Rev. Clifford B. Chambliss Jr. dies at 81
Jeremy M. Lazarus | 3/23/2023, 6 p.m.
The Rev. Clifford Boss Chambliss Jr. was just 25 when he was tapped to lead a new job training initiative that more senior Black ministers were organizing to help people find work and escape poverty.
Newly graduated from the Virginia Union University seminary, Rev. Chambliss seized the opportunity he was offered in 1967.
Over the next three decades, he would transform the Richmond Opportunities Industrialization Center into one of the largest Black employment assistance programs in the Richmond area — creating a fresh opportunity for the unemployed and underemployed to find success.
The Suffolk-born minister, who a year later also was installed as the ninth pastor of Springfield Baptist Church in Henrico County, enabled more than 20,000 youths and adults to change their lives by preparing them for work in construction trades, offices and factories, and in food service and retail stores.
“He believed that the best social program was employment that offered men and women, dads and moms, the ability to support their families,” said Cassandra Calender-Ray, a former OIC employee who now is executive director of the adoption program Virginia One Church, One Child.
Rev. Chambliss led the OIC for 33 years, but left in 2001 after the city’s leadership pulled financial support from the program. He would later see the program reborn in 2014 under then-Mayor Dwight C. Jones as the city Office of Community Wealth Building, though on a smaller scale and without any mention of the OIC.
Rev. Chambliss’impact on Richmond through the OIC and other civic endeavors is being remembered following his death Thursday, March 9, 2023. He was 81.
Family and friends celebrated his life Saturday, March 18, at GarlandAvenue Baptist Church, where he served as pastor from 2001 to 2011 after stepping down from the pulpit at Springfield Baptist after 32 years of service.
The OIC was a self-help program that was energized by the new employment opportunities for Black people that opened following the passage of the 1964 Civil Rights Act and the 1965 Voting Rights Act.
Black churches across the country were galvanized by the training program that the Rev. Leon H. Sullivan launched in Philadelphia in 1965, and Richmond was one 63 communities where church leaders sought to emulate the Sullivan model and affiliate with a program that is largely forgotten.
Under a board that included some of the now deceased giants of Richmond ministry, notably the Revs. Robert L. Taylor and Bernard S. Giles, Rev. Chambliss, a Shaw University graduate, sought to build a program that would allow both adults and youths to train and benefit from the wide array of job possibilities that were now within their reach.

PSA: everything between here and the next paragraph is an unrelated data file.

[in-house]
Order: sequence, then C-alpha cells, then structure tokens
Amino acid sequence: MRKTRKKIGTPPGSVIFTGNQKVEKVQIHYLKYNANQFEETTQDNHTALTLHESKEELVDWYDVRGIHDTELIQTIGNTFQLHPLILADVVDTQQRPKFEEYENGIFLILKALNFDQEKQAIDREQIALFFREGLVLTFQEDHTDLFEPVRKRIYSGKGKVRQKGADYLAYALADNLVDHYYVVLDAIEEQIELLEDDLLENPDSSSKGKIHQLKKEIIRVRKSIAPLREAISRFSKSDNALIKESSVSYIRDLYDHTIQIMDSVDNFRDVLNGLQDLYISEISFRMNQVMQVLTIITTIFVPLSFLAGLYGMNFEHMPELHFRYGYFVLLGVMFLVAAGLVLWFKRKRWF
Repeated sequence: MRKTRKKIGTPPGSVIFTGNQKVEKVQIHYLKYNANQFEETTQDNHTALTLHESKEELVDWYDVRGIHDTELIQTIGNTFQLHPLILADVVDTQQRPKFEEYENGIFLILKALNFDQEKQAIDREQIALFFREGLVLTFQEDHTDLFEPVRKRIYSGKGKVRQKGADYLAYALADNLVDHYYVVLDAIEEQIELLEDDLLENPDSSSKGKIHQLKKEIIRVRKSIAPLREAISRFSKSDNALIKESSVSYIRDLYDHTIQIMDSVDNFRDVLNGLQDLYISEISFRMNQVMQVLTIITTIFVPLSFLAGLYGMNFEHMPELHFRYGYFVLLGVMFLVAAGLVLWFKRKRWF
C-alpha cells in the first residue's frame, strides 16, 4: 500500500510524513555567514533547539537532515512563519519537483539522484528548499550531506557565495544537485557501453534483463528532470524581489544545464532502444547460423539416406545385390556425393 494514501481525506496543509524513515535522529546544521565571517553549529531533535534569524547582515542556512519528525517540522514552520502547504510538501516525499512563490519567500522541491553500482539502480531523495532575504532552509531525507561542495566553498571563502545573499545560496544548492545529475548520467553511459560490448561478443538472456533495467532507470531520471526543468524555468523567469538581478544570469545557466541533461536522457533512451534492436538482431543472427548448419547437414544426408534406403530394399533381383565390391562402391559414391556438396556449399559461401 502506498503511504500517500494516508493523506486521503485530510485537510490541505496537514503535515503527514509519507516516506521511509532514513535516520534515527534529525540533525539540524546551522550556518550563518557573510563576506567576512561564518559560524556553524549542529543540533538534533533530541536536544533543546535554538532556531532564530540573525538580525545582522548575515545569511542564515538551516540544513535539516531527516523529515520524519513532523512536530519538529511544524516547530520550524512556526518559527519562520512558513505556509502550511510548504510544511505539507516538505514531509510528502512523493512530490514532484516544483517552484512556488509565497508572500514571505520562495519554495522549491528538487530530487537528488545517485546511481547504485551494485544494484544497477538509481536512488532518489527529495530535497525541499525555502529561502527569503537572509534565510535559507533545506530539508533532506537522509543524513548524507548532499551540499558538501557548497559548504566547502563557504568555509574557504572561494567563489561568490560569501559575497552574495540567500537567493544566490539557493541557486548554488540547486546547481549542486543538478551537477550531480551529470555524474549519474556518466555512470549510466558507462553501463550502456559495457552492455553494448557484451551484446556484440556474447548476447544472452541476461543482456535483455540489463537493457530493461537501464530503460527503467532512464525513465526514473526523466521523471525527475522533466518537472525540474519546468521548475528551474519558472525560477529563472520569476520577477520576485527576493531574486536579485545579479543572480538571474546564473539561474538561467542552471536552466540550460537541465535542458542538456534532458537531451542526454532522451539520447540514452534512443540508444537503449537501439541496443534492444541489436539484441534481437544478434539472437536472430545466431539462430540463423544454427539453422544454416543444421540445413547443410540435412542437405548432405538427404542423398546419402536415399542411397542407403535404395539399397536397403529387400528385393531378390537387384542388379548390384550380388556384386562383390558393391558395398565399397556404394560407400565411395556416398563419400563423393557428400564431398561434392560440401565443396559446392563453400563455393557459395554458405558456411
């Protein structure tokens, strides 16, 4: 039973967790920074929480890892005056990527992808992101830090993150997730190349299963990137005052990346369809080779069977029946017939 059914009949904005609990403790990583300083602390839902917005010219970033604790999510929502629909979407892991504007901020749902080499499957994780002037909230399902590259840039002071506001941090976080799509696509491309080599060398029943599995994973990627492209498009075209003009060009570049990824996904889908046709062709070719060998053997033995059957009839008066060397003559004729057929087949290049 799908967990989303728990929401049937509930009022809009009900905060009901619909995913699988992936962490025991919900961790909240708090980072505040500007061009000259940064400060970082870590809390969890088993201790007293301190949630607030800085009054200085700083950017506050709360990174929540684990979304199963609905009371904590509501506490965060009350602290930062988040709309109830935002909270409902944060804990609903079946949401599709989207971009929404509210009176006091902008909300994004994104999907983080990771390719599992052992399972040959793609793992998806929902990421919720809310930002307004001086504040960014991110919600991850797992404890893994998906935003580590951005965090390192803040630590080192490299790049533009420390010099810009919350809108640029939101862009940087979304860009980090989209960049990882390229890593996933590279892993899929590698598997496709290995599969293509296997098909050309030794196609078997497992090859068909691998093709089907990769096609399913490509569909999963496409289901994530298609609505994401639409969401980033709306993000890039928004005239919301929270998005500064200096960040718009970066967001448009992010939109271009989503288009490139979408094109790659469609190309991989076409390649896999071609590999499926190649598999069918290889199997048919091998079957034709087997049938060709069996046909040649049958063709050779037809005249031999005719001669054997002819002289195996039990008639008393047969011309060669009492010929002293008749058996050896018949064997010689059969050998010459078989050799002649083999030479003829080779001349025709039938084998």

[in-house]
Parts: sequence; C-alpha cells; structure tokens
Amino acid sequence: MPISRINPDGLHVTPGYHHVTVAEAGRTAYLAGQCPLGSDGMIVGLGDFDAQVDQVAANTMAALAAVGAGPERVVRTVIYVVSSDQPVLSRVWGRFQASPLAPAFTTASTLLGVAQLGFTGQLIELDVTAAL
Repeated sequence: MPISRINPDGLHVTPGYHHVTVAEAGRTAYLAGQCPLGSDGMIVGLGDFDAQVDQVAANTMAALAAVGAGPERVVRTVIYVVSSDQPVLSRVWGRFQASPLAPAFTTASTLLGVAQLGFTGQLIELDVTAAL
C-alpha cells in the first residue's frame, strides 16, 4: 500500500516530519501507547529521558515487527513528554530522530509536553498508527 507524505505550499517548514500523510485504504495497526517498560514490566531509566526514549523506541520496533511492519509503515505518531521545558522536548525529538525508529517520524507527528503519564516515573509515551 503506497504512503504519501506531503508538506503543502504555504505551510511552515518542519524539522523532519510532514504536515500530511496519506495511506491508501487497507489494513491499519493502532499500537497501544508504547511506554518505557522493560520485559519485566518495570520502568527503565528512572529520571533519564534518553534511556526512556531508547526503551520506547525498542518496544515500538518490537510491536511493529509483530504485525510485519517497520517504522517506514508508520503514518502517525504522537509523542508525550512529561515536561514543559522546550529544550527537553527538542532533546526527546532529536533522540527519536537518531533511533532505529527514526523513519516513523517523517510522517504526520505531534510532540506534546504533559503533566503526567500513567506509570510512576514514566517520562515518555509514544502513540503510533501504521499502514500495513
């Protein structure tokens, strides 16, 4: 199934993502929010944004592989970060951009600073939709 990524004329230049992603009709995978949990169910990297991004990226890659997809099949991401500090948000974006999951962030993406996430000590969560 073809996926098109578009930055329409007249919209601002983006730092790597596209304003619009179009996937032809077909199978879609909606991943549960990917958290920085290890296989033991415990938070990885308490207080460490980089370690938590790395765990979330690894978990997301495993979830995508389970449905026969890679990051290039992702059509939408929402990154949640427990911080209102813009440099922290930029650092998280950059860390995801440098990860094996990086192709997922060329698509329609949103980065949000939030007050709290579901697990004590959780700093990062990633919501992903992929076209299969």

After outgrowing its first location on Belvidere Street near Monroe Park, OIC found a permanent home at 21 E. Leigh St., a then vacant 1909 school building that initially housed Armstrong High School.
In reflections at Rev. Chambliss’ funeral, Ms. Calender-Ray recalled “serving more than 1,700 students in the Summer Youth Employment Training Program. We engaged youth in the program by going to the schools to enlist them; we didn’t wait for them to come to us.”
Ms. Calender-Ray also noted that OIC became a place where dropouts could earn their high school equivalency degree with a heaping helping of Black history.
Rev. Chambliss “knew that self-worth comes from knowing who you are and where you came from,” she said.
In his role as executive director, Rev. Chambliss stressed to the staff the importance of their work in helping people reach self-sufficiency, she said.
During his tenure at OIC, Rev. Chambliss also led the first ever yearly cleanups of the Cannon Creek Greenway along the Richmond-Henrico Turnpike, seeing a North Side gem instead of the informal, illegal dumping ground that it had become, Ms. Calender-Ray said.
In partnership with the Richmond Department of Public of Works, each summer Rev. Chambliss would enlist adults and youths from the OIC to clean out the rubbish, mattresses, tires and other debris, an initiative that was forgotten and never credited by the time City Hall got around to turning the 1.9-mile greenway into a walking and biking trail and park space he had envisioned.
Rev. Chambliss also served on the board of the Congress of National Black Churches, was a past president of the Henrico Ministers’ Fellowship and a longtime member of the Baptist Ministers’Conference of Richmond and Vicinity, the Jackson Ward and Vicinity Clergy Association and the American Baptist Churches of the South Ministers’ Conference.
He served on the state Minority Economic Development Advisory Committee under Gov. Linwood Holton and was a member of the Governor’s Job Training Coordinating Council during the tenures of Govs. Gerald L. Baliles and L. Douglas Wilder.
Rev. Chambliss also was a former board member of the North Richmond YMCA and the Bethlehem Community Center, and was a past president of the Historic Jackson Ward Association.
He also served as a jury commissioner for the Richmond Circuit Court, and was a 62-year member of Kappa Alpha Psi Fraternity, which he joined while attending Shaw University.
Survivors include his wife of 40 years, Nancy G. Chambliss; three children, Clifford B. Chambliss III, Melanie L. Chambliss and Bryant G. Chambliss; and six sisters, Edna Thompson, Exyie Ryder, Wilma Jones, Varese Swan, Margaret Edwards and Lynnette Horne-Hardt.